Marianne Mele Hall resigned from the Copyright Royalty Tribunal yesterday after a week-long public outcry over her role in editing a 1982 book considered insulting to blacks.
A White House spokesman said Hall handed in her letter of resignation late yesterday after more than a week of discussion with Reagan administration officials. "Officials here thought it was the best thing for all involved," the spokesman said. The resignation was effective immediately, he said.
The book, "Foundations of Sand," said that blacks "insist on preserving their jungle freedoms, their women, their avoidance of personal responsibility and their abhorrence of the work ethic." The book also criticized sociologists, who, it said, "put blacks on welfare so they can continue their jungle freedoms of leisure time and subsidized procreation."
Hall said on a Senate questionnaire that she was the book's "coauthor." When The Washington Post printed excerpts from the book on May 1, Hall said she had only edited it. She at first refused to say whether she agreed with the opinions in the book, then later called the views "repugnant."
Publicity over Hall's association with "Foundations of Sand" became a major political embarrassment to the White House, which eventually pressured her to quit, informed sources said.
Civil rights groups, the Congressional Black Caucus, other House Democrats and Sen. Charles McC. Mathias Jr. (R-Md.) had called for Hall to quit, and panels in the House and Senate had launched investigations to determine how Hall had been nominated and whether she had made any inconsistent statements in her sworn testimony.
The controversy also proved an embarrassment to the Senate Judiciary Committee, which approved Hall after a cursory investigation.
Mathias, in a statement, praised Hall's decision to step down, but added, "the American people deserve an explanation as to how this episode was permitted to occur and a statement of what will be done to prevent a recurrence."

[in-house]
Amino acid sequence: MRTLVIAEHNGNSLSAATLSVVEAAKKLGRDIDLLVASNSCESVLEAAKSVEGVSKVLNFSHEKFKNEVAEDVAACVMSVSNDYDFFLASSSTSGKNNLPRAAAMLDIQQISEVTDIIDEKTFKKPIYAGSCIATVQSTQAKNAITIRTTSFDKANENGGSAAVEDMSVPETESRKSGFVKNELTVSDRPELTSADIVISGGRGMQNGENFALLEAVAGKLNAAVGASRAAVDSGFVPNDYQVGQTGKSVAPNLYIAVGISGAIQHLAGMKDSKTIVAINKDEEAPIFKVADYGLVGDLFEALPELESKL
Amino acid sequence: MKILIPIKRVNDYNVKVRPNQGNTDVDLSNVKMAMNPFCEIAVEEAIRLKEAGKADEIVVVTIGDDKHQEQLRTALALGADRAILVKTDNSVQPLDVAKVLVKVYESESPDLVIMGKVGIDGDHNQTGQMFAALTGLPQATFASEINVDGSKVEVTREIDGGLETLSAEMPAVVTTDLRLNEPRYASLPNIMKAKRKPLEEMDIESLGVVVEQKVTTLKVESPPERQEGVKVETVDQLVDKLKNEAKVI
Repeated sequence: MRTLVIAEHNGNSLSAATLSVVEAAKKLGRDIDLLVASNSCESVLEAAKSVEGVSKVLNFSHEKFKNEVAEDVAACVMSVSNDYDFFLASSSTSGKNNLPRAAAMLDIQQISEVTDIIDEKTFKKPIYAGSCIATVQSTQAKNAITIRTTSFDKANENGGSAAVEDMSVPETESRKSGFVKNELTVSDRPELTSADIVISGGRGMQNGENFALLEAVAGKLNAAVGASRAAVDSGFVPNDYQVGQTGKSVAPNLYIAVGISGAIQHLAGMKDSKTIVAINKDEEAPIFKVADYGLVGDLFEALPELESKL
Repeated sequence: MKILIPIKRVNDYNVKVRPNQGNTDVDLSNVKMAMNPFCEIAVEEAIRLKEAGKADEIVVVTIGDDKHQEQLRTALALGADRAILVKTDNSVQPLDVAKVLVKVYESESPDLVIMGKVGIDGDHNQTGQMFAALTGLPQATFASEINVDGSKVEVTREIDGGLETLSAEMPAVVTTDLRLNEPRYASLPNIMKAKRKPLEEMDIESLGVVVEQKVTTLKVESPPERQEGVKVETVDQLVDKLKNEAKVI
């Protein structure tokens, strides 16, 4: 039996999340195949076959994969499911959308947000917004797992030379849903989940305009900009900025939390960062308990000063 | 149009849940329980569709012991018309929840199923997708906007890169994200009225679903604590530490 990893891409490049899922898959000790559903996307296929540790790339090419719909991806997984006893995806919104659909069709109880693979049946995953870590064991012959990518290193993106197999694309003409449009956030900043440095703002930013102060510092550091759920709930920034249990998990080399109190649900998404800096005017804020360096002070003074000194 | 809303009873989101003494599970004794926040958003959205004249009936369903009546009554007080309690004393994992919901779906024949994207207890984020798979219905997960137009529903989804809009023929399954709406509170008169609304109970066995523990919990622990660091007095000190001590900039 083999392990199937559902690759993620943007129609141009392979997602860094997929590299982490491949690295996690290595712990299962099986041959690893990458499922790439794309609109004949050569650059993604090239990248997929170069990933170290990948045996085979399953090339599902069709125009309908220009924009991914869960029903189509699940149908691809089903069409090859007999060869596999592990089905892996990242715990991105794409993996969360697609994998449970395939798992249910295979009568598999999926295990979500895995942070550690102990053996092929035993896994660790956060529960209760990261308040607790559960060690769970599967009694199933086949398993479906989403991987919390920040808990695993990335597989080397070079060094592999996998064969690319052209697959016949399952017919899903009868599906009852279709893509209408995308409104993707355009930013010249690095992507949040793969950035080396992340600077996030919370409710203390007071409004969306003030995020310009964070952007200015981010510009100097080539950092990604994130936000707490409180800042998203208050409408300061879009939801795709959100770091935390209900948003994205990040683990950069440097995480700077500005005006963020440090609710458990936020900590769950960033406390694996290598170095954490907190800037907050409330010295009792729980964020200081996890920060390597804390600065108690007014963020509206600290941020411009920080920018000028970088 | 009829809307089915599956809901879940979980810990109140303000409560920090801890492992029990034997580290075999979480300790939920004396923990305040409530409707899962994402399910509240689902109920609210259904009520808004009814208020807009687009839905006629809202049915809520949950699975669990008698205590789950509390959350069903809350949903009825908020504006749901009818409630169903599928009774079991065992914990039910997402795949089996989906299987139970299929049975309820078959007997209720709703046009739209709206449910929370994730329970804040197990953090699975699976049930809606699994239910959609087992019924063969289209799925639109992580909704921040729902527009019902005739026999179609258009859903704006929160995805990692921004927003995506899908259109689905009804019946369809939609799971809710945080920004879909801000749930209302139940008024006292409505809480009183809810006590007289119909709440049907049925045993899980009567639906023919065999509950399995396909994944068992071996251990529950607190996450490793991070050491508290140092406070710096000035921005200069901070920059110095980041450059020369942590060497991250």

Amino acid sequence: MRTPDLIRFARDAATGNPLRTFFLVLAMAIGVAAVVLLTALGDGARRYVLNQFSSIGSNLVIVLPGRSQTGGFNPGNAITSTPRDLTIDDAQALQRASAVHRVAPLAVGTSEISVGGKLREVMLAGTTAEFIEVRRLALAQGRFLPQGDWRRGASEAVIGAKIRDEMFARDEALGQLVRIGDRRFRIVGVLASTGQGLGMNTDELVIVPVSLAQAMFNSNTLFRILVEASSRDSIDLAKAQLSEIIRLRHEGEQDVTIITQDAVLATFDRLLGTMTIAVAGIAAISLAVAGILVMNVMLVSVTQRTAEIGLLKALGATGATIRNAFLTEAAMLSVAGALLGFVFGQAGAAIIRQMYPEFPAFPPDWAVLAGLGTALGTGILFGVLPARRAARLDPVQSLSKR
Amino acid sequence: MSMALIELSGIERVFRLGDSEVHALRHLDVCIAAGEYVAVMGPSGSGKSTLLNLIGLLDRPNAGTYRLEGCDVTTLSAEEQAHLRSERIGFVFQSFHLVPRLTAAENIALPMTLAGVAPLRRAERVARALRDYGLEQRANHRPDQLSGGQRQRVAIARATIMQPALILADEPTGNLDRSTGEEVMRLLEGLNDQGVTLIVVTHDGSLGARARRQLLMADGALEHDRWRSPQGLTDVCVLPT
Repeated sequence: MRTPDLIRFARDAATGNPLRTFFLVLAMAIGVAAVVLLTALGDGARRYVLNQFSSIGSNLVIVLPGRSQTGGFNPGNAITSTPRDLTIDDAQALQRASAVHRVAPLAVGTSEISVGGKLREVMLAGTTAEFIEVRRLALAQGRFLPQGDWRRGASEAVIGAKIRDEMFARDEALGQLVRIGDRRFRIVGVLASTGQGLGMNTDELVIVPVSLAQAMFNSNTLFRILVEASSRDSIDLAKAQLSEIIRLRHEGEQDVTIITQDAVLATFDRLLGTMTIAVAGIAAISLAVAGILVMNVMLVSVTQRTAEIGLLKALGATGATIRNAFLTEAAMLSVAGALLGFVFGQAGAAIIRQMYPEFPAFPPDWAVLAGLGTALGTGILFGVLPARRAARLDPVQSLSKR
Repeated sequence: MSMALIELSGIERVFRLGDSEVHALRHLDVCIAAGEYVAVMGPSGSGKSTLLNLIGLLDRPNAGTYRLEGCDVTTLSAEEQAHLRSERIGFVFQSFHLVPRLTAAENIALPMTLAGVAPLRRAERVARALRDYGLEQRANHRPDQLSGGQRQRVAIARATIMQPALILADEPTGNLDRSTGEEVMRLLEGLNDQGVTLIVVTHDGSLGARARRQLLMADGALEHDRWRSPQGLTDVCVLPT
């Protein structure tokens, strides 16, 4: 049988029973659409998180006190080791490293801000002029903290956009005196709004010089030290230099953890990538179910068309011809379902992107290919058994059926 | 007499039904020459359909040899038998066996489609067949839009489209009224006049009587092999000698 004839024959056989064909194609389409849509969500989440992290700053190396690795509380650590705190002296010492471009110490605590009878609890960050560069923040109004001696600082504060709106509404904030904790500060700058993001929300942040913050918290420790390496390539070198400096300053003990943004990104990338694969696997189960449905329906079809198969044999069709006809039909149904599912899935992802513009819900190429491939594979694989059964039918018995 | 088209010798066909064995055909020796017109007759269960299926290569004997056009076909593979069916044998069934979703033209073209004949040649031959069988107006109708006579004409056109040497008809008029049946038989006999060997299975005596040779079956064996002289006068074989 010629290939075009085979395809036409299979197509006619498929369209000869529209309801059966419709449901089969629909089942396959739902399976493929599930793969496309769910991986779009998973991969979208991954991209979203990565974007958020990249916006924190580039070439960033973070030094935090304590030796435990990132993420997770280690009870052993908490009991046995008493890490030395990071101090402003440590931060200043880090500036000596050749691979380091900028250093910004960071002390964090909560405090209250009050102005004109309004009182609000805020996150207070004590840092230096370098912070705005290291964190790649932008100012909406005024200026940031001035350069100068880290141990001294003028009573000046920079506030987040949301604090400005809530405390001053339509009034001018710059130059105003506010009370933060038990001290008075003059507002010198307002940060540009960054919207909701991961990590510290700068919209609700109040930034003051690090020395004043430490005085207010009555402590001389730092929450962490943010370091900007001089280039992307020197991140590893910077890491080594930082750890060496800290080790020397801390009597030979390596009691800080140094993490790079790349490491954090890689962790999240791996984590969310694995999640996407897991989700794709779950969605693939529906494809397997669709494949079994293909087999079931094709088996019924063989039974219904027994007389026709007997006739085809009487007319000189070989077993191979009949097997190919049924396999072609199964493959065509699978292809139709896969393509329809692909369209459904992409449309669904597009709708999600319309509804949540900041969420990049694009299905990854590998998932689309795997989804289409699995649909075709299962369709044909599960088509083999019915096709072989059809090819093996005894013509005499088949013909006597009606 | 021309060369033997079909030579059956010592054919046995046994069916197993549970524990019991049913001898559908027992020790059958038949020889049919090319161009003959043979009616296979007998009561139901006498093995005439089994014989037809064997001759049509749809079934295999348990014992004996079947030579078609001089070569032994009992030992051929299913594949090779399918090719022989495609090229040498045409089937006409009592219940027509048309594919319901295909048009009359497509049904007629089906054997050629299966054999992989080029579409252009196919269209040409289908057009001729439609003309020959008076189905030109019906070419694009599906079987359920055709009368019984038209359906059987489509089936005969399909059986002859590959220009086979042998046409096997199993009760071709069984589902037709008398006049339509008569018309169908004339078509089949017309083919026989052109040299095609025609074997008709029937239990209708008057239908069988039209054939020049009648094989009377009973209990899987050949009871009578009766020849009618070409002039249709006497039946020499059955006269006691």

Mathias said an investigation by a subcommittee he heads will continue in an effort to determine "what went wrong with this nomination both at the White House and here in the Senate."
The episode also cast a spotlight on other problems of the copyright tribunal, leading some legislators to question whether the tiny tribunal -- now with two members and three vacancies -- should continue to exist.
Rep. Robert W. Kastenmeier (D-Wis.), chairman of the House subcommittee that oversees the tribunal, said, "Her resignation raises two larger questions -- first, the quality of the nominating process, and second, reform and the future of the Copyright Royalty Tribunal."
Hall was confirmed April 2 to the $70,000-a-year job of chairman of the tribunal, which sets the rate cable-television operators pay for the right to rebroadcast programs.
When Hall was first confirmed, she promised to be a reformer for the troubled agency, and she said she had plans for beefing up its professional staff and improving its record-keeping system. In confirmation hearings in March, she told Mathias, "This is a job I have always wanted and would be happy to stay in indefinitely."
Since the tribunal is independent, Reagan could not fire Hall, but sources said the White House had been applying pressure to her since the controversy began. Hall could not be reached for comment.
"They wanted her out fast," said one informed source, "but they were faced with a very unique situation, because all they could do was push. They recognized that she was a liability to them."